Using Database models in Python and Django

After creating your Django web application, you can start using Database models in Python and Django. There are the main steps to get your models and application working with a Database.

  1. Create new models for data processing
  2. Adding your models to the admin interface
  3. Playing with your models to create, edit, filter and delete information
  4. Upgrading your models with new attributes and methods
  5. Integrating data in your application.

In this guide, we continue from the previous post Web Applications using Python and Django.

In this project we created a webapp project, and an example application. This is the main project structure.

webapp/
  > example
  > webapp
  - manage.py
  - db.sqlite3

In the rest of this post we refer to webapp to the project subfolder, and we use example as the application subfolder. The default settings for the database is using a SQLite database created in the root folder (db.sqlite3). This file will be created automatically during this guide, after running the migrations.

Creating a Database Model

You can create database models in Django using Python code.  Edit the file models.py inside the application folder (example/models.py):

from django.db import models

# Create your models here.

class Sender(models.Model):
    name = models.CharField(max_length=200)
    email = models.CharField(max_length=200)
    imageUrl = models.CharField(max_length=250)
    def __str__(self):
        return self.name

class Message(models.Model):
    sender = models.CharField(max_length=200)
    recipient = models.CharField(max_length=200)
    message = models.CharField(max_length=200)
    visible = models.IntegerField(default=1)
    timestamp = models.DateTimeField('date created')
    def __str__(self):
        return self.message

This code helps to create 2 database tables: senders and messages.  Each one can define their fields using the models object methods:

  • CharField() for text fields, with a defined max_length
  •  IntegerField() for integer values, with a default value.
  • DateTimeField() to store date/time

The __str__(self) method is used to get a String representation of the object (like .toString() in Java). In each case, you can use the field or a combinations of values.

Create and run the migrations

Now you can create the tables defined in models.py by creating a migration file (A file to execute the creation of each table):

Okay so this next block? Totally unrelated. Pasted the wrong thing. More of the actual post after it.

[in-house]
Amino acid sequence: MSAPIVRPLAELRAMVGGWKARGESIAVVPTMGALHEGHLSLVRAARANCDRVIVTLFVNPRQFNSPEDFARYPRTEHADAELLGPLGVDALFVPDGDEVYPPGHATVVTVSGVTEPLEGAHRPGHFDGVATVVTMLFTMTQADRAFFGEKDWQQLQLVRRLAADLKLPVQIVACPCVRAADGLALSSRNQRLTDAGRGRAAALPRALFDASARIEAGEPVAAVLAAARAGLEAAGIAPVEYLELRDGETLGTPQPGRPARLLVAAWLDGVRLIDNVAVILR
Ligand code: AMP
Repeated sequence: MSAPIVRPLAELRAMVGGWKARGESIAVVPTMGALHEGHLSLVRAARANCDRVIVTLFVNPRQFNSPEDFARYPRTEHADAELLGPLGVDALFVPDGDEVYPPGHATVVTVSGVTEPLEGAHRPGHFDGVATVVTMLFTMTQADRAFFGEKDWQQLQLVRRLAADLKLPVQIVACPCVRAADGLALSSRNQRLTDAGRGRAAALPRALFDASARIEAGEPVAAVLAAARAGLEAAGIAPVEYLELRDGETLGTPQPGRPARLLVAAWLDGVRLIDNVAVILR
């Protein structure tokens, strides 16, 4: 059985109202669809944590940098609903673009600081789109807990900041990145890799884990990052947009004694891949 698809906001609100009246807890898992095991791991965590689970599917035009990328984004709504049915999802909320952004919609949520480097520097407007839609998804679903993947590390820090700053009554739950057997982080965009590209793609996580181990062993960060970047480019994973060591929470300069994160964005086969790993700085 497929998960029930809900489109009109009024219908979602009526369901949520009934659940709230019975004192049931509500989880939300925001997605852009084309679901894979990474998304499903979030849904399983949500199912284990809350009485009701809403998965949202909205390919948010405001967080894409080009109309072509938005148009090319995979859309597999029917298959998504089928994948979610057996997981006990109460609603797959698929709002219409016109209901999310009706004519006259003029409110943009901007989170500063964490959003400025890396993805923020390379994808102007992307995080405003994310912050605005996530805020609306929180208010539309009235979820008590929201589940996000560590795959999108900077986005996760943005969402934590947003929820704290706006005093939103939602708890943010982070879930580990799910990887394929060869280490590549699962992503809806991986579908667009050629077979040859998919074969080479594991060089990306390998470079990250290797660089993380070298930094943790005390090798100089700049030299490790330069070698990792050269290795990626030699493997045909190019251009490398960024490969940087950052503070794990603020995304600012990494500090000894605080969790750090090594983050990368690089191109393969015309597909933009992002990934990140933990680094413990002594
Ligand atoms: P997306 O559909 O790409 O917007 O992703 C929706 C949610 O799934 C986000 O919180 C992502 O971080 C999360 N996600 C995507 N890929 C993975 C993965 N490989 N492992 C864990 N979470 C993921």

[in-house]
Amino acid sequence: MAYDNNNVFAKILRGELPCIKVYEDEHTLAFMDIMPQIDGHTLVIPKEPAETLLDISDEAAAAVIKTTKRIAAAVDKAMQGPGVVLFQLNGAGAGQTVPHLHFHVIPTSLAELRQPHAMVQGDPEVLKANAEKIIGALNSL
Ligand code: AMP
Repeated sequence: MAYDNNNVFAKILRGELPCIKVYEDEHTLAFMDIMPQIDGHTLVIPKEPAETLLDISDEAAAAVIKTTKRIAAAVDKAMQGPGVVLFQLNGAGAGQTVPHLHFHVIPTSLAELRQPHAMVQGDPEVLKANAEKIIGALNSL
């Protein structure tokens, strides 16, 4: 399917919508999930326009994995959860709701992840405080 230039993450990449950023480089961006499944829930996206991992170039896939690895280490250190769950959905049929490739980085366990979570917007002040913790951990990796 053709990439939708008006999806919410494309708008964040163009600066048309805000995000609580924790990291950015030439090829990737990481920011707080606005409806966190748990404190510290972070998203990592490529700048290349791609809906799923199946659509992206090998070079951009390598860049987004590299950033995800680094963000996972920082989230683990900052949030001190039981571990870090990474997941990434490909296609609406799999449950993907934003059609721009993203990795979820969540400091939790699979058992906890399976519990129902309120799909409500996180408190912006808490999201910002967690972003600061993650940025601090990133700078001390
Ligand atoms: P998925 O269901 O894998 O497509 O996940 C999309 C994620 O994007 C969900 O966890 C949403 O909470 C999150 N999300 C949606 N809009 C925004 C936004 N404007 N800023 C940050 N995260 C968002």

python manage.py makemigrations

Migrations for 'example':
example/migrations/0001_initial.py
- Create model Message
- Create model Sender

Now, a new file created example/migrations/0001_initial.py contains a set of commands to create your tables. The next step is to run the migration:

python manage.py migrate

Operations to perform:
  Apply all migrations: admin, auth, contenttypes, example, sessions
Running migrations:
  Applying example.0001_initial... OK

After that, your new tables will be created in the SQLite database. If you are insterested in view how it looks the migration code in plain SQL, you can use the sqlmigrate command:

python manage.py sqlmigrate example 0001

It will show a list of SQL commands:

BEGIN;
--
-- Create model Message
--
CREATE TABLE "example_message" ("id" integer NOT NULL PRIMARY KEY AUTOINCREMENT, "sender" varchar(200) NOT NULL, "recipient" varchar(200) NOT NULL, "message" varchar(200) NOT NULL, "visible" integer NOT NULL, "timestamp" datetime NOT NULL);
--
-- Create model Sender
--
CREATE TABLE "example_sender" ("id" integer NOT NULL PRIMARY KEY AUTOINCREMENT, "name" varchar(200) NOT NULL, "email" varchar(200) NOT NULL, "imageUrl" varchar(250) NOT NULL);
COMMIT;

Note: This output could vary between different versions of the SQLite database.

Using Django Database Operations

Instead of running specific and complicated SQL commands, you can play with the Database functions provided by Django and Python. You can start a special python console ready to work with your application and models:

python manage.py shell

Now you have a console to execute python commands. Some useful commands to execute:

from example.models import Sender, Message
from django.utils import timezone

The first line imports the objects Sender and Message associated to the tables created in the migration.  The second one imports the timezone object to deal with date/time operations.

Creating models
sender = Sender(email="me@example.com", name="Me Myself", imageUrl = "http://my/image.png")
sender.save()
sender.id

These lines created a new Sender object, filling their values. Then call save() to store this item in the database. After all, the sender will have a new ID (sender.id) assigned by the  database.

Updating models
sender.name = "Real Name"
sender.save()

Now, these lines updated theSender object, replacing some values. Calling save() will update this row in the database.

Retrieving and Displaying models
>>> Sender.objects.all()
<QuerySet [<Sender: Real Name [me@example.com]>]>

Calling {ModelName}.objects.all() will retrieve a full list of objects stored in the database for this model. This last command will return a simple description for each object. Each model object must implement the _str_(self) method to help python to show this information in an human-readable way.

Filtering models
# Filter exact match 
Sender.objects.filter(id=1)
# Filter start text
Sender.objects.filter(email__startswith='me@')
# Filter date parts (year)
Message.objects.filter(timestamp__year=2018)
# Filter a related field in an foreign table
Message.objects.filter(sender__email="me@example.com") 
# Get an unique object using the primary key value
Sender.objects.get(pk=1)

Using objects.filter(params) you can do different types of filters:

  • field=value : Simple filter, field equals to a value
  • field__startswith=txt : Filter for text starting with a specific text. (Note the double _ _ to separate field and filter)
  • datefield__year=value : Filter by a part of the date (year, month)

The objects.get(params) method is to retrieve an unique item using the filter.

Deleting models
sender = Sender.objects.get(pk=1)
sender.delete()

Using delete() in an model object will delete this item from the database.

Include models in the admin module

You can easily create an administration page for your models using the django.contrib.admin component. Edit the admin.py file in the application folder (example/admin.py):

from django.contrib import admin

from .models import Sender
from .models import Message

admin.site.register(Sender)
admin.site.register(Message)

Now, when you run your server (python manage.py runserver), you will get additional options in your admin interface: